This is a guest post from Ellen Rohr answering one of the most commonly asked questions I get, and in honour of National Entrepreneurship Week in the US!
You want to make more sales and more money. Good for you. And it’s good business.
Here’s the problem. More sales at a losing selling price is like cliff diving into unexplored waters. You might not hit bottom, but you might. It’s going to hurt if you don’t know what’s below.
If you don’t know how much you need to charge, you can be tempted to lower your price. If you aren’t sure where the bottom is, you may risk it. If you do know, then you can confidently walk away from a sale if it’s going to cost you to make that sale.
Once upon a time I learned a great secret about making money in this business. Here it is…
You’ve got to charge more than it costs.
Do you run accurate financial reports every week? Great. Then you know your costs and you know if you are making money.
Or, are you cliff diving…at night…hoping there is enough in the checking account to cover this week’s bills?
Maybe you know you should keep better track of the money, but you keep putting it off because you are…
- Too busy?
- Financially illiterate?
…or all of the above?
Crunch Those Numbers
Get over it. It’s time to clean up the “slinky-knot” mess you may have made of your accounting program. As the owner, you’ve got to know because it’s your money.
Get the financial reports current and accurate. Then, crunch the numbers. Put a simple Budget together. Add up your costs of doing business and then come up with a top line Sales goal that covers your costs and leaves you with a profit.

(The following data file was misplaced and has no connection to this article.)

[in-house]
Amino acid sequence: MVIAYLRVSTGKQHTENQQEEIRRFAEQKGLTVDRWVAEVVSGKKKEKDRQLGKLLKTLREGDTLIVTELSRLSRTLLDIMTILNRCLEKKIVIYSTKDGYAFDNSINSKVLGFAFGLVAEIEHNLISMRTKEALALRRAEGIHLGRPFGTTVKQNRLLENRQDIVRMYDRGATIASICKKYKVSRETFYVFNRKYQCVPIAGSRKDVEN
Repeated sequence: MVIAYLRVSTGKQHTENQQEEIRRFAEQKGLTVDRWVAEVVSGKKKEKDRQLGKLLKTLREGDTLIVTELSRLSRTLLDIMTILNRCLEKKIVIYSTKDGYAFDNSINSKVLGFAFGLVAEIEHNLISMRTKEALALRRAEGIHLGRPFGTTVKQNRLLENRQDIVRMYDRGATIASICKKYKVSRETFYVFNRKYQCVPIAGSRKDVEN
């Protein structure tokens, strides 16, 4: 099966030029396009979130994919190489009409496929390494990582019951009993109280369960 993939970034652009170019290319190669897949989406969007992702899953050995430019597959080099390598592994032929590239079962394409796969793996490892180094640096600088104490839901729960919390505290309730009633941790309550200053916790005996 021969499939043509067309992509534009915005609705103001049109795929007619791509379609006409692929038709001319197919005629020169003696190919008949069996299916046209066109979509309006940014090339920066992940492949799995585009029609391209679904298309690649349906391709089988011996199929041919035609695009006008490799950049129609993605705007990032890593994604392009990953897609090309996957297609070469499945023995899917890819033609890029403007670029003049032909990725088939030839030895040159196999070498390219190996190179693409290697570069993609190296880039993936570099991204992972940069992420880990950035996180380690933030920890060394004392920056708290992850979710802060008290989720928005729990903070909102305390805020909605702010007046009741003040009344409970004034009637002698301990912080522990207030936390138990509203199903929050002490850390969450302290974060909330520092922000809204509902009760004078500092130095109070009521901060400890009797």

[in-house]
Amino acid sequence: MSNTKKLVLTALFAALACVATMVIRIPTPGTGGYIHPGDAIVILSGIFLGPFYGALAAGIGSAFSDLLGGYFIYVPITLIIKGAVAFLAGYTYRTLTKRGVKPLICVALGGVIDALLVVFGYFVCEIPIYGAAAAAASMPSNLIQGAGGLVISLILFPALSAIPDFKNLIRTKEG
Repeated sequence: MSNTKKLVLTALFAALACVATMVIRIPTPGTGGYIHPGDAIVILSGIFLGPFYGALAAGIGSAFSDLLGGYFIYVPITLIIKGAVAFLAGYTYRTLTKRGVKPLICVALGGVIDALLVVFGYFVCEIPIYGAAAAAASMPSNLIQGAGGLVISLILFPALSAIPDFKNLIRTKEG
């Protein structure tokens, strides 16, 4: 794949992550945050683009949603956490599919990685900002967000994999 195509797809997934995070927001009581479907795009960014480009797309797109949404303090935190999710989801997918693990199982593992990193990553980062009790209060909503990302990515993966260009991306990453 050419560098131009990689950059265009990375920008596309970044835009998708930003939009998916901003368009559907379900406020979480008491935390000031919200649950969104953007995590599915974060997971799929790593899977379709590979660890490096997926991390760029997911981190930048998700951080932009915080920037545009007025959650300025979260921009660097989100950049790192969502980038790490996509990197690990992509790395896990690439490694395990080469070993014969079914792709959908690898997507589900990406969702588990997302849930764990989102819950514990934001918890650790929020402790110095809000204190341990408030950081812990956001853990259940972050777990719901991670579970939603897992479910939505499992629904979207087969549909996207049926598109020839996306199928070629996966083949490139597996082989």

How much profit is up to you. (Isn’t it nice to be the boss?) Use a pencil and a columnar pad, or a simple Budgeting program. Here’s a cool, easy-to-use, customizable spreadsheet you can have for free by opting in to get our free newsletter.
Know Your Price
Now, if you are just guessing at your costs, you won’t have a clue as to how much you need to charge. You could be swayed by your knuckleheaded competitors who haven’t crunched the numbers either. You might be tempted to try and match their price. (Really…how do you know that they are making any money?)
I was sick and tired of increasing our debt every month.
Once upon a time, I quite my real job (restaurant manager – good salary, benefits and someone to cover for me when I wasn’t around) and went to work for my husband, Hot Rod, in his contracting company.
It was the dumbest decision I have ever made. It was hell. I left my steady paycheck behind and assumed financial responsibility for a sinking-fast company. I was college educated. I graduated Summa Cum Laude with a BS in Business Administration. The BS really stood for my approach to business. I didn’t know what I was doing. And, I didn’t know my asset from my elbow.
I did NOT want to crunch numbers, look at spreadsheets or confront our financial situation. I wanted so badly for a magical bean counter fairy to wave a wand and make millions of dollars appear in our checking account.
Accounting Is Sexy
“Shouldn’t our accountant handle this?” I fumed. “I don’t have time to figure this out,” I whined. I just didn’t want to deal with the money. That approach might have worked if we had lots of money. However, we were running out and digging a deep hole of dept.